RALEIGH, N.C. (AP) — North Carolina’s Supreme Court says state lawmakers violated the constitutional rights of veteran teachers by taking away job protections they’d already earned.
The state’s high court ruled unanimously Friday that the General Assembly can’t retroactively repeal the job protections veteran teachers were promised. The judges said lawmakers could stop new teachers from earning the same type of protections since the law passed in mid-2013.
North Carolina protects teachers earning career status after at least four years in a school district. They can’t be fired or demoted except for outlined reasons that include poor performance, immorality and insubordination. They also have the right to a hearing to challenge their firing or demotion.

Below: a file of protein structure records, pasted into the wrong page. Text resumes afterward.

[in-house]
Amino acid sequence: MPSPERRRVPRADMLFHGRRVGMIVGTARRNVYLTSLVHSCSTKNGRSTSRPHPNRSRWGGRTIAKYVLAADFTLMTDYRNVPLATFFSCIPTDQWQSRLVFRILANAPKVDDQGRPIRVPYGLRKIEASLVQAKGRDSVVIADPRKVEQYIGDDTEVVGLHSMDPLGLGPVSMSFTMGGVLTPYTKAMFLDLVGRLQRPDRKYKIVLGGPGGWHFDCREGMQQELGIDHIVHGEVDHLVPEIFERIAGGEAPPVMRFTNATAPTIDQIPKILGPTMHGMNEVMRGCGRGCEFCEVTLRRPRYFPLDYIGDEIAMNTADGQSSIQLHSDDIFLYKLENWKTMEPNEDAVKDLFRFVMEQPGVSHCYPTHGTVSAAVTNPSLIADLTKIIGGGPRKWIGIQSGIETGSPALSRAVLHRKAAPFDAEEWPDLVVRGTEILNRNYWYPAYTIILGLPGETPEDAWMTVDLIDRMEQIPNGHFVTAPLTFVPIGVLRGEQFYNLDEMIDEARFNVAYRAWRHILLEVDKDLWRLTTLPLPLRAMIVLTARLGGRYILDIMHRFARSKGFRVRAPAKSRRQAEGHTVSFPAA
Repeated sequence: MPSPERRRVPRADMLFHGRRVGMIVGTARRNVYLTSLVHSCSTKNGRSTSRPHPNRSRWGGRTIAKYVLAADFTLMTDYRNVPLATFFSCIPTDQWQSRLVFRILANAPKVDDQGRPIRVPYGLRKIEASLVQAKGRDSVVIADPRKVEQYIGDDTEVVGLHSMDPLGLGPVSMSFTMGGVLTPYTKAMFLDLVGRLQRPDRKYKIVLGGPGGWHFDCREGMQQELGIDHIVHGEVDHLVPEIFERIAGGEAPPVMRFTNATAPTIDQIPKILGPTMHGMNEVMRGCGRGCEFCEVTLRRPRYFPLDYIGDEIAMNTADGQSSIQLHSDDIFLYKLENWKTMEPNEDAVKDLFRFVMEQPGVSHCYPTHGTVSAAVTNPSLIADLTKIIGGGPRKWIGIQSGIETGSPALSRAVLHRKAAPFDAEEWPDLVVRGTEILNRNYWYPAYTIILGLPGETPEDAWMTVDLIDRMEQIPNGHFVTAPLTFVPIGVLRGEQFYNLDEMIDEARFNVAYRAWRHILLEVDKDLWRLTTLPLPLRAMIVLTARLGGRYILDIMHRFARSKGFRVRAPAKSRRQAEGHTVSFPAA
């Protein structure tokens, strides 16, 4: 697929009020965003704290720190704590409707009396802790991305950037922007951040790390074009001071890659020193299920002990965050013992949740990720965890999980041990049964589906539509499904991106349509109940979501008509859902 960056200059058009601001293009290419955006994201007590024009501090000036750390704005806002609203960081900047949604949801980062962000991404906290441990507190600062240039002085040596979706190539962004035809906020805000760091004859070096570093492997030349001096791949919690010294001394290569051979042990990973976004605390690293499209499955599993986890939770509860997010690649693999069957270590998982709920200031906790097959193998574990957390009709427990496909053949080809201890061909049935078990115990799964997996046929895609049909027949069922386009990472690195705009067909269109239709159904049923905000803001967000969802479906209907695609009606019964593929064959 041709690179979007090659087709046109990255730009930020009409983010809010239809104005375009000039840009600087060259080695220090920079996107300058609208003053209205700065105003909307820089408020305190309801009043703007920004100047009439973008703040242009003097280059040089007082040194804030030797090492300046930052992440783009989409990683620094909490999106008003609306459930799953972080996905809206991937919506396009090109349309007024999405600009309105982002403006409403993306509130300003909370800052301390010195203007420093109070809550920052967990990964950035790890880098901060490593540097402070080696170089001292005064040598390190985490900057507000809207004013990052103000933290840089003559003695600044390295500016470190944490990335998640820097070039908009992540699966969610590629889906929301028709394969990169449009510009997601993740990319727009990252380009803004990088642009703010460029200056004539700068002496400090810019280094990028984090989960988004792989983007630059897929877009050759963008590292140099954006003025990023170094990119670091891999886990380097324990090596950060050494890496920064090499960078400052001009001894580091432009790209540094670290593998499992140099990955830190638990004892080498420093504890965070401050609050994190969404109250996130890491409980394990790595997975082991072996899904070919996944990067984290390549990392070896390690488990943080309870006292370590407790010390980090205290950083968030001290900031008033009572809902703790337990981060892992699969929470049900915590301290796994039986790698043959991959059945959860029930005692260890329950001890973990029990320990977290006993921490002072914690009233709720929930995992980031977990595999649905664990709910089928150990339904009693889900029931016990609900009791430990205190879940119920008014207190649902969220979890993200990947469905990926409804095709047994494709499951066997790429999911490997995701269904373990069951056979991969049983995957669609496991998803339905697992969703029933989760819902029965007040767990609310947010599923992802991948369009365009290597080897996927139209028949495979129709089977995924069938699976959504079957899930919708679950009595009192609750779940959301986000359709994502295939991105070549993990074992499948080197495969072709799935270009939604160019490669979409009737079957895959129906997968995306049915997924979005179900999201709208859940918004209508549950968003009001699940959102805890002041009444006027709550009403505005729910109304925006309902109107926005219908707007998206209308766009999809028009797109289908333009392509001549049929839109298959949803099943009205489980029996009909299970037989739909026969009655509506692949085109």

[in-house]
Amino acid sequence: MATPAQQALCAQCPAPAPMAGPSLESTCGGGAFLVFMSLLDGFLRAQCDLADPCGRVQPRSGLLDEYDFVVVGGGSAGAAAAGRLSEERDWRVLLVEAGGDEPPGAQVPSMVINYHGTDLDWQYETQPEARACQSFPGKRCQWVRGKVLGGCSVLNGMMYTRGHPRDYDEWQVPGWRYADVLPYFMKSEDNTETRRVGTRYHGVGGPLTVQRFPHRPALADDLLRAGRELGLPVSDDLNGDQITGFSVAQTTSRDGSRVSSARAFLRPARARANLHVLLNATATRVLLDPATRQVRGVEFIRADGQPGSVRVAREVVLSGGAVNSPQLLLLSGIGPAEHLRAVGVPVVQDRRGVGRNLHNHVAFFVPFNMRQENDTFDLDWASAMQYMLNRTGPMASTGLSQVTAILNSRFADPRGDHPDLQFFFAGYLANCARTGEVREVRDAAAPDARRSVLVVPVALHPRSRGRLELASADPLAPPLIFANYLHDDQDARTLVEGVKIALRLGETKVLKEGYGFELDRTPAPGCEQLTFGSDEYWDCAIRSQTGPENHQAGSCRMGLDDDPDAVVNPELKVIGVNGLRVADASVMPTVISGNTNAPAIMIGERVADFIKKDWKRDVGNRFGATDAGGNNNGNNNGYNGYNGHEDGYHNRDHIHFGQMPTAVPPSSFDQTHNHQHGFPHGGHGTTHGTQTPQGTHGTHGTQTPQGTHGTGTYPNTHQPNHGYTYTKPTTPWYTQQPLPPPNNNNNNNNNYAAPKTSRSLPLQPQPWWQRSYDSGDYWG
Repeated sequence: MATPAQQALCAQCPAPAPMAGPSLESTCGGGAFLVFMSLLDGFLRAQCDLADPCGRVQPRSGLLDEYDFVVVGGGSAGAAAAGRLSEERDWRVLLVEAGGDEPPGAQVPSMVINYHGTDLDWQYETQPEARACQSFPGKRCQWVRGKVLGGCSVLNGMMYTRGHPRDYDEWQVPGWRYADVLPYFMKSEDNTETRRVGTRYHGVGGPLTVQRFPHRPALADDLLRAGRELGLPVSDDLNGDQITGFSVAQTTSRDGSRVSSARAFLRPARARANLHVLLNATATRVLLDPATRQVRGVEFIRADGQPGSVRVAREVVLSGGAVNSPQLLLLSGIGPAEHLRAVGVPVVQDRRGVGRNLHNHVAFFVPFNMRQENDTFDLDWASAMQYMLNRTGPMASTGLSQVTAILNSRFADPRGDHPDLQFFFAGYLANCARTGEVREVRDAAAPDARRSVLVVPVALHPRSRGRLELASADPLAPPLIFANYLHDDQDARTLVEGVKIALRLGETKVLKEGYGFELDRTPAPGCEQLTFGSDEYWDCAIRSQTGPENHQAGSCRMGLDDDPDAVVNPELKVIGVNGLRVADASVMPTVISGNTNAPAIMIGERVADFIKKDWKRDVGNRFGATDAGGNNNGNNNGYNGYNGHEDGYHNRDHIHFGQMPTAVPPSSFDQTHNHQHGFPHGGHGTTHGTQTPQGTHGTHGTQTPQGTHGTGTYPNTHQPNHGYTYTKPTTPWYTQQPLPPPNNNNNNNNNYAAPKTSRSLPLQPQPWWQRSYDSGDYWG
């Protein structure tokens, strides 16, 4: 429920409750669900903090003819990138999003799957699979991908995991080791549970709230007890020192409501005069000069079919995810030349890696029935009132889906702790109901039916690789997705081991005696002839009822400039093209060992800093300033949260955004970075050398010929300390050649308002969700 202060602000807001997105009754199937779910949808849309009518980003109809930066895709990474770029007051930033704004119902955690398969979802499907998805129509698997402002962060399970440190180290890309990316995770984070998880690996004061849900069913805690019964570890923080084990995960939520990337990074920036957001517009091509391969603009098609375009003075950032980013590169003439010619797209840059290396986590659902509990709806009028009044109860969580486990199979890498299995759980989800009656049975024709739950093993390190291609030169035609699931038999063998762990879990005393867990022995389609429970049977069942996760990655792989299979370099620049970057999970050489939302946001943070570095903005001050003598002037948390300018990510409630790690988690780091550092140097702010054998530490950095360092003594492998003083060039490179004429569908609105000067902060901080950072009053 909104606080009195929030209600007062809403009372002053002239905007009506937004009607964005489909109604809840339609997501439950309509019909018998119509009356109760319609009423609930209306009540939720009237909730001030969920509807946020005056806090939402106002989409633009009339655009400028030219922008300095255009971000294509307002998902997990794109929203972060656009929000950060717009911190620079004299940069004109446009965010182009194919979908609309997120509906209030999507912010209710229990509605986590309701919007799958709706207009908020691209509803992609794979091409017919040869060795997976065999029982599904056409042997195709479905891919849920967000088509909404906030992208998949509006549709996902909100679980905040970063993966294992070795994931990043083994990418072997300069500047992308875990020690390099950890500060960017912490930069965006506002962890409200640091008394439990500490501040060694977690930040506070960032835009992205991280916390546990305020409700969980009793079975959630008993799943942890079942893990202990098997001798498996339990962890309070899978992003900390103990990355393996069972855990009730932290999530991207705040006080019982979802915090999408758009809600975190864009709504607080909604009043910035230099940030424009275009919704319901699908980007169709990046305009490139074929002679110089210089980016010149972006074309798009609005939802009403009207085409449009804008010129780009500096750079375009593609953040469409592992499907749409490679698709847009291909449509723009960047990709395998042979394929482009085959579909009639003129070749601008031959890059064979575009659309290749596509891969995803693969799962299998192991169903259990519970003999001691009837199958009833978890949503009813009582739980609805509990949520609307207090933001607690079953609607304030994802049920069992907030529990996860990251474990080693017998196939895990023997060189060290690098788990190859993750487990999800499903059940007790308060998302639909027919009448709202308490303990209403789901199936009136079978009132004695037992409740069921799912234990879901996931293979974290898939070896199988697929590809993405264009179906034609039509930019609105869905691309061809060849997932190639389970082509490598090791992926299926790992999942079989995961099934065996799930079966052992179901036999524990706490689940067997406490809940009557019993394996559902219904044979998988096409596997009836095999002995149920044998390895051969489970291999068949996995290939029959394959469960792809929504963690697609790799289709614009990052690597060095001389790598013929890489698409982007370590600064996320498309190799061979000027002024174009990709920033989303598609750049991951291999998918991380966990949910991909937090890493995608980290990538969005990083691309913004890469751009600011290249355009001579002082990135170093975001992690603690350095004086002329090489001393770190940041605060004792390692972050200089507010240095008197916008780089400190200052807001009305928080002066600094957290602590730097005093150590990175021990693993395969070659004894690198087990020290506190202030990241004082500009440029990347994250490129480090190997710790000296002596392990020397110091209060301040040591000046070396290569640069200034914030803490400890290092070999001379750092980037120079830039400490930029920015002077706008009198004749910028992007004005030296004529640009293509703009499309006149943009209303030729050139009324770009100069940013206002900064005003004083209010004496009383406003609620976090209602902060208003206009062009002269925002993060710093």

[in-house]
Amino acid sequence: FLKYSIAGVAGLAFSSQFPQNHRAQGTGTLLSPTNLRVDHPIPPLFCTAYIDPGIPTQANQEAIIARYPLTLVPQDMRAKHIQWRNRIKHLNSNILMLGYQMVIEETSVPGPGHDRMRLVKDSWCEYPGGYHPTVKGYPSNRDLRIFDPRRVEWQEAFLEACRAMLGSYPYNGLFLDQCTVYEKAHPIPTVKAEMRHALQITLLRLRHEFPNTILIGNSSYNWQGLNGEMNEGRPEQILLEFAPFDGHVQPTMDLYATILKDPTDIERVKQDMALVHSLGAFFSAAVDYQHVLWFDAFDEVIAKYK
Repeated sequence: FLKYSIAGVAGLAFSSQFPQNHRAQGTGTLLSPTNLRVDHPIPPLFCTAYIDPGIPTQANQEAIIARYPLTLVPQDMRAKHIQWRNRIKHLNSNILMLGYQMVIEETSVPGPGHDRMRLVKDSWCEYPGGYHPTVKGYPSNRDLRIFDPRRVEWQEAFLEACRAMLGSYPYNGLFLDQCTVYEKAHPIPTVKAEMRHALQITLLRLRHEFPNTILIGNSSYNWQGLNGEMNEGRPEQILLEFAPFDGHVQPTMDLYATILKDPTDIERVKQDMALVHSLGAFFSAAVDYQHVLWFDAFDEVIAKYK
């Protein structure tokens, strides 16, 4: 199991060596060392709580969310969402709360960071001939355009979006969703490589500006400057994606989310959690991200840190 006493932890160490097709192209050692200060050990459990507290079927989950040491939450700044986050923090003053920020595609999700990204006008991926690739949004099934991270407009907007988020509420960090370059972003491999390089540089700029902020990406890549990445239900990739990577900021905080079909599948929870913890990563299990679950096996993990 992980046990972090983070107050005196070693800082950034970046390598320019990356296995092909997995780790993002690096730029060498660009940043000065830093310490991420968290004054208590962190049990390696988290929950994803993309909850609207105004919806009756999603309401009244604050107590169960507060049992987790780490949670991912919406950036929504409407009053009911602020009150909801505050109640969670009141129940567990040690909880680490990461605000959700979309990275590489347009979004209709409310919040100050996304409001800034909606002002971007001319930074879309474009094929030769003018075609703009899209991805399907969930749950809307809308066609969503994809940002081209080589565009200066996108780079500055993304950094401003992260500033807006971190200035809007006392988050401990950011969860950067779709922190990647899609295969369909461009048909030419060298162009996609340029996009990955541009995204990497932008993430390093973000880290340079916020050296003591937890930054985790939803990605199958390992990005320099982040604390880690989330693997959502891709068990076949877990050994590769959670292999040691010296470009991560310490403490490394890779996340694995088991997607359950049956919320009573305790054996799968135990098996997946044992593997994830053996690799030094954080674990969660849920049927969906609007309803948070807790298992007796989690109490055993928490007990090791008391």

Republican lawmakers argued ending those protections would make it easier to get rid of bad teachers, improving classroom performance.
“Today is a win for educators, public schools, and most importantly students. The court has heard the voices of teachers that North Carolina should honor its commitment of basic employment rights,” NCAE President Rodney Ellis said. “We are glad the Court recognized the General Assembly’s attempt to strip away rights from teachers as unconstitutional.”
House Speaker Tim Moore, in a statement, said he would respect the ruling.
“I believe that we need to focus on recruiting and retaining the best teachers,” Moore said. “We need to continue to push for policies that allow local school administrators to remove teachers that consistently underperform.”